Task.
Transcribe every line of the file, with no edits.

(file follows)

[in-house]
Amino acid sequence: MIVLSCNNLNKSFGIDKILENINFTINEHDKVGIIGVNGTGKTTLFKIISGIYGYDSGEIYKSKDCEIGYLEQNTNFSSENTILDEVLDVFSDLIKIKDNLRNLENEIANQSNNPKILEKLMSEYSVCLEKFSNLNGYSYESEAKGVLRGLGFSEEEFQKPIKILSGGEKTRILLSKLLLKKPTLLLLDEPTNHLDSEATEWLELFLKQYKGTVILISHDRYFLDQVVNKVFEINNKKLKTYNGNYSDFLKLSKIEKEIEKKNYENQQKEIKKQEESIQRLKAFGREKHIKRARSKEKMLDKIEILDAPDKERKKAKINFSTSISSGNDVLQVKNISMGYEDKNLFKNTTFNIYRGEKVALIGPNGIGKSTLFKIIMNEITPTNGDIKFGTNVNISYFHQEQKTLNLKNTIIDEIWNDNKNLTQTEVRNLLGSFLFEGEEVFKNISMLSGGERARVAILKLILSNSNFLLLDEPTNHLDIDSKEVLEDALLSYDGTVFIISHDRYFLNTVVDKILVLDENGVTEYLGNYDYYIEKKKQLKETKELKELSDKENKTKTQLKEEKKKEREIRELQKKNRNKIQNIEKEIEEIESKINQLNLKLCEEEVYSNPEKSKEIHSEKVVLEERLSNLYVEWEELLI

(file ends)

[in-house]
Amino acid sequence: MIVLSCNNLNKSFGIDKILENINFTINEHDKVGIIGVNGTGKTTLFKIISGIYGYDSGEIYKSKDCEIGYLEQNTNFSSENTILDEVLDVFSDLIKIKDNLRNLENEIANQSNNPKILEKLMSEYSVCLEKFSNLNGYSYESEAKGVLRGLGFSEEEFQKPIKILSGGEKTRILLSKLLLKKPTLLLLDEPTNHLDSEATEWLELFLKQYKGTVILISHDRYFLDQVVNKVFEINNKKLKTYNGNYSDFLKLSKIEKEIEKKNYENQQKEIKKQEESIQRLKAFGREKHIKRARSKEKMLDKIEILDAPDKERKKAKINFSTSISSGNDVLQVKNISMGYEDKNLFKNTTFNIYRGEKVALIGPNGIGKSTLFKIIMNEITPTNGDIKFGTNVNISYFHQEQKTLNLKNTIIDEIWNDNKNLTQTEVRNLLGSFLFEGEEVFKNISMLSGGERARVAILKLILSNSNFLLLDEPTNHLDIDSKEVLEDALLSYDGTVFIISHDRYFLNTVVDKILVLDENGVTEYLGNYDYYIEKKKQLKETKELKELSDKENKTKTQLKEEKKKEREIRELQKKNRNKIQNIEKEIEEIESKINQLNLKLCEEEVYSNPEKSKEIHSEKVVLEERLSNLYVEWEELLI